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How to Plan a College Visit

“The value of experience is not in seeing much, but in seeing wisely.” – William Osler.

winterbreakIt’s that time of year again. School holidays are coming up: Martin Luther King, Jr. Day, Presidents Day, Spring Break, Easter Break. Time for high school juniors to explore college campuses. You may want to take a sophomore on a campus visit, but only if he or she is mature and interested (and do not overdo it with even an interested sophomore). As a college consultant, I am frequently asked how to plan and optimize college visits. Below are five key steps to consider:

1. Decide which schools to visit. With the help of your guidance counselor or an independent consultant, you and your high school student need to be developing an initial college list. The criteria for selection should include: type of institution (public, private, university, liberal arts college, technical institute, arts conservatory); academic and extracurricular programs offered; affordability (public, private, merit scholarship availability); size; setting (urban, suburban, rural); geography and distance from home; diversity; and academic, political, cultural and social atmosphere.

campusResources to generate the list can include: My own book, Navigating the Road to College: A Handbook for Parents and my blog post, How to Build a College List; Lynn O’Shaughnessy’s The College Solution (2nd Ed.); Steven Antonoff’s The College Finder (related web site,; Loren Pope’s Colleges That Change Lives (related web site,;  Greenes Guides’ The Hidden Ivies (2nd Ed.); and the Yale Daily News Staff’s The Insider’s Guide to Colleges 2015 (41st Ed.), offering students’ perspective on the academic and social “culture” of college communities with a rather mature balance rather than caricatures.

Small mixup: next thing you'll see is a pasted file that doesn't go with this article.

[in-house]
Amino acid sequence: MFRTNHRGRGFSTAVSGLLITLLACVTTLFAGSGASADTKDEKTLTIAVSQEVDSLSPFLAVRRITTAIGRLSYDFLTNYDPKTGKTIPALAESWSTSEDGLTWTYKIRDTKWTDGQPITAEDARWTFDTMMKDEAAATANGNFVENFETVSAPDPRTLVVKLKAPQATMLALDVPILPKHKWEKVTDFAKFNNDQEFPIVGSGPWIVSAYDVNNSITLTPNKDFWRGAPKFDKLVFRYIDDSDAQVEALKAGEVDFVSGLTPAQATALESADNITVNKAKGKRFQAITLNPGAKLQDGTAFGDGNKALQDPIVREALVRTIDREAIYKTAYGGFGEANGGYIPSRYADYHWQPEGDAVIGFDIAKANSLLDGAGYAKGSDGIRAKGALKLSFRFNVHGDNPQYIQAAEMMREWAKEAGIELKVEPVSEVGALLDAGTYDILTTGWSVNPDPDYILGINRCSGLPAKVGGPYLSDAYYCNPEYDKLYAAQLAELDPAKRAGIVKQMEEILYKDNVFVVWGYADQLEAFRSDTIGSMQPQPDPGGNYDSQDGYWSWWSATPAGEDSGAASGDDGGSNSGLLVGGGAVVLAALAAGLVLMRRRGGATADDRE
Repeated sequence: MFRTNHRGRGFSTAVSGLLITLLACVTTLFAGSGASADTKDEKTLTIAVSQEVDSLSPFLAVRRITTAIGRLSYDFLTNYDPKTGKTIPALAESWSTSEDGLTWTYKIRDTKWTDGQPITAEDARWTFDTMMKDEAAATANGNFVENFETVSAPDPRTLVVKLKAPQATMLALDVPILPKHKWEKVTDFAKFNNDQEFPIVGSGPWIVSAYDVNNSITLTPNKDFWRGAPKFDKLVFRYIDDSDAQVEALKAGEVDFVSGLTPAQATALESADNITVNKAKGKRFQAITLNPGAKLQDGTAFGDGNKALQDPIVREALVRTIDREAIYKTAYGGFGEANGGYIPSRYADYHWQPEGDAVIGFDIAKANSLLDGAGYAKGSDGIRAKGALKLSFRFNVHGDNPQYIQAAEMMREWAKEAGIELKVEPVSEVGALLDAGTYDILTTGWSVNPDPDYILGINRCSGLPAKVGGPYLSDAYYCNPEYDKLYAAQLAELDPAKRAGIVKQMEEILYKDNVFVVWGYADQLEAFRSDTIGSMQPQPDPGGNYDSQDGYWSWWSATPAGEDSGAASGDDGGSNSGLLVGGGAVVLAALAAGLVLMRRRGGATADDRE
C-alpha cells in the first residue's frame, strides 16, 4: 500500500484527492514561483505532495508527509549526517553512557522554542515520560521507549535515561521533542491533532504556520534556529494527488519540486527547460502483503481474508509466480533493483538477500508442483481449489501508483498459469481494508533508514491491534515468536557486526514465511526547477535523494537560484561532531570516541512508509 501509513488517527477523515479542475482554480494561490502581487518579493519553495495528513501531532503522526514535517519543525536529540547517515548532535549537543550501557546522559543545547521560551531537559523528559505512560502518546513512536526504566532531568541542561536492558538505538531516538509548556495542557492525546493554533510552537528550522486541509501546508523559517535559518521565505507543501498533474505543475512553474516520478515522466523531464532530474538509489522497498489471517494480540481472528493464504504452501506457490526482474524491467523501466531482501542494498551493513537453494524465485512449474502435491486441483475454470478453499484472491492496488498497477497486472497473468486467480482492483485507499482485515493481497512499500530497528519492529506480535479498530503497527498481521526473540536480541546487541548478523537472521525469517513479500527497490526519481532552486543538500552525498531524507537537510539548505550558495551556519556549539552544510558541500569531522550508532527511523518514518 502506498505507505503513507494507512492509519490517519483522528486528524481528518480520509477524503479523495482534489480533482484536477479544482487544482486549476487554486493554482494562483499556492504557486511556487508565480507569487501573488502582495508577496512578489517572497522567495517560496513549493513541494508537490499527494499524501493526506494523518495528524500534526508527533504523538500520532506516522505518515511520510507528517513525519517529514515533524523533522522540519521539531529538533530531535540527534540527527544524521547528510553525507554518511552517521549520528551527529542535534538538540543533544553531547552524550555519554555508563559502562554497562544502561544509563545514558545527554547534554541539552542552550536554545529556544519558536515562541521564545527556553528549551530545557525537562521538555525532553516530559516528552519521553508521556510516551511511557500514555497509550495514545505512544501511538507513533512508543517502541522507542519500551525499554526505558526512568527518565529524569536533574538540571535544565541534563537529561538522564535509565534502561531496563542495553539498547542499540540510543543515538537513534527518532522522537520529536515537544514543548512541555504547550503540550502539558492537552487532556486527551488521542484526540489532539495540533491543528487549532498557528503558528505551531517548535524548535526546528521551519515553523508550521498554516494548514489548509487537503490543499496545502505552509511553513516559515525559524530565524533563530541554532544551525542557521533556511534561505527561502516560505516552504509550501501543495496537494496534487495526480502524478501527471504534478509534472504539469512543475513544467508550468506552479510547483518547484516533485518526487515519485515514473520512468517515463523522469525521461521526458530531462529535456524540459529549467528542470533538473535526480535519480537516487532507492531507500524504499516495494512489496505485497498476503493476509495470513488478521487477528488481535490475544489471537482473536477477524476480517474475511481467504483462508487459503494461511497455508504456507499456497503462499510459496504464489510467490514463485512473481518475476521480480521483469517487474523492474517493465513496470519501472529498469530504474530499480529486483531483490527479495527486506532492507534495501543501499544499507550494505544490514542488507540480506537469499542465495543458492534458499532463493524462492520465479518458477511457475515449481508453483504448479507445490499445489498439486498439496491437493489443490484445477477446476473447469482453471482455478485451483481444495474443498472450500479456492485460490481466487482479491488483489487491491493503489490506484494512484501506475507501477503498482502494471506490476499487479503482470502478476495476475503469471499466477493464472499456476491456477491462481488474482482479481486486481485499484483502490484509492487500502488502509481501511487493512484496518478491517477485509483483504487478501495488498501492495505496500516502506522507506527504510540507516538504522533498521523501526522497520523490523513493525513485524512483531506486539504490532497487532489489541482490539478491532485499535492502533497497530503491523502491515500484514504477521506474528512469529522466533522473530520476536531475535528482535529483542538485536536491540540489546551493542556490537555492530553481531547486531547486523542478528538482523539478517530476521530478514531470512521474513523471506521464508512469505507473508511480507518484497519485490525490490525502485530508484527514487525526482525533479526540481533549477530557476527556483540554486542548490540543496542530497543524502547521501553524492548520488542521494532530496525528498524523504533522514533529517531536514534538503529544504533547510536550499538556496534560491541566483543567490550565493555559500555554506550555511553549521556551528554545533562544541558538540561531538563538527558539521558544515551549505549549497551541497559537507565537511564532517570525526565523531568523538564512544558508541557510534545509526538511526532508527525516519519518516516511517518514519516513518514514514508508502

campushappyInternet research can help whittle down the list to a manageable number of schools to visit. Besides perusing each school’s own web site, obtain visual impressions of the campus from sites such as: and College Board’s Big Future College Search offers free standardized facts and figures, such as size, student-faculty ratio, costs, programs, deadlines and acceptance rates. U.S. News & World Report gives academic rankings of schools and specific undergraduate programs, such as business and engineering, for twenty bucks. and identify colleges and universities offering internal merit scholarship programs. Your high school’s Naviance Family Connection will give insights into their students’ historical acceptance rates at each institution.

In my consulting practice, I license a powerful college list organizing tool developed by college enrollment expert Don Betterton for families in the New York-New Jersey metropolitan area interested in advisory services. I would suggest not spending limited college visit time and energy hopping from one elite college to another unless it is somewhat realistic that your student can gain acceptance to those schools; falling in love with an elite “dream school” that is clearly out of reach does not serve your family well.